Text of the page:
North Korean attackers launder $27M Ethereum (ETH) from Harmony Bridge attack

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North Korean hackers launder $27M ETH from Harmony Bridge attack

North Korean exploiters behind the Harmony Bridge attack continue to launder the funds stolen in June 2022. Reports by on-chain data revealed on Jan. 28 by blockchain tech sleuth ZachXBT, the perpetrators moved another $27.18 Million in Ethereum (ETH) (ETH) over the weekend.

The crypto tokens were transferred to 6 different cryptocurrency exchanges, noted ZachXBT in a Twitter thread, without disclosing which platforms had received the crypto tokens. 3 main addresses carried out the transactions.

Reports by ZachXBT, exchanges were notified about the funds transfer and part of the stolen assets were frozen. The movements made by the exploiters to launder the money were very similar to those taken on Jan. 13, when over $60 Million was laundered, noted the cryptocurrency detective.

The funds were moved several  days after the Federal Bureau of Investigation (FBI) confirmed the Lazarus Group and APT38 as the criminals behind the $100 Million hack. In a statement, the FBI pointed out that “through our investigation, we were able to confirm that the Lazarus Group and APT38, cyber actors associated with the DPRK, are in charge of the theft of $100 Million of virtual currency from Harmony’s Horizon bridge.”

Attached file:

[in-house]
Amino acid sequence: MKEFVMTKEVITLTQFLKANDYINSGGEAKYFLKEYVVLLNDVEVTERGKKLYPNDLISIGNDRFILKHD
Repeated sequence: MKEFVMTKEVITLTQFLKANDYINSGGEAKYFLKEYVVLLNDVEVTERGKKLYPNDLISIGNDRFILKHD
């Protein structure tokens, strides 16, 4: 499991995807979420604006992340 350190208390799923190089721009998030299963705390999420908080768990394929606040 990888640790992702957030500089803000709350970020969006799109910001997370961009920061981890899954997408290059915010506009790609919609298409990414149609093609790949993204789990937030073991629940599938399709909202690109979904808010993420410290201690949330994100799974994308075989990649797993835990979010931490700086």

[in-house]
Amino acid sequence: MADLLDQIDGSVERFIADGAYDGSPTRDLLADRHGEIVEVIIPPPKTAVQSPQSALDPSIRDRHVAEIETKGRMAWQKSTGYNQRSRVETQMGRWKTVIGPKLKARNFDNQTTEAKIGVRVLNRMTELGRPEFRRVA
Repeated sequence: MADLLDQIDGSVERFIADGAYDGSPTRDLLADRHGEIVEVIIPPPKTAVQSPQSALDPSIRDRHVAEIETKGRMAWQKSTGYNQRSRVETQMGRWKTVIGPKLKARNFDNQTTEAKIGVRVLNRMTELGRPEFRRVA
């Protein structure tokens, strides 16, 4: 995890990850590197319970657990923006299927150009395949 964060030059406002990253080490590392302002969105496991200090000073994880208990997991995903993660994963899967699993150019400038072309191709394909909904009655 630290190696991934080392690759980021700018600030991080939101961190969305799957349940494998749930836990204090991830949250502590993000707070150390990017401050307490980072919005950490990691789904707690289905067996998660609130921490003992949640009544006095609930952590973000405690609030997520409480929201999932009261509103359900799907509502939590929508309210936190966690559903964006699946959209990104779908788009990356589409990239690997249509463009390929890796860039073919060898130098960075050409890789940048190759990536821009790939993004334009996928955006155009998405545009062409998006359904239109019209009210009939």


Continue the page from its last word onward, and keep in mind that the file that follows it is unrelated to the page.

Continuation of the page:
The Harmony Bridge facilitates transfer betwixt Harmony and the Ethereum (ETH) network, Binance Crypto exchange Chain and Bitcoin. A number of crypto tokens worth about $100 million were stolen from the platform on Jun. 23.

After the  exploit, 85,700 Ether was processed through the Tornado Cash mixer and deposited at numerous addresses. On Jan. 13, the attackers started shifting around $60 Million worth of the stolen funds via the Ethereum-based privacy protocol RAILGUN. Reports by an analysis from cryptocurrency tracking platform MistTrack, 350 addresses have been associated with the attack through numerous exchanges in an effort to avoid identification.

Lazarus is a trending hacking syndicate that has been implicated in a number of key cryptocurrency industry breaches, including the $600 Million Ronin Bridge hack last March.


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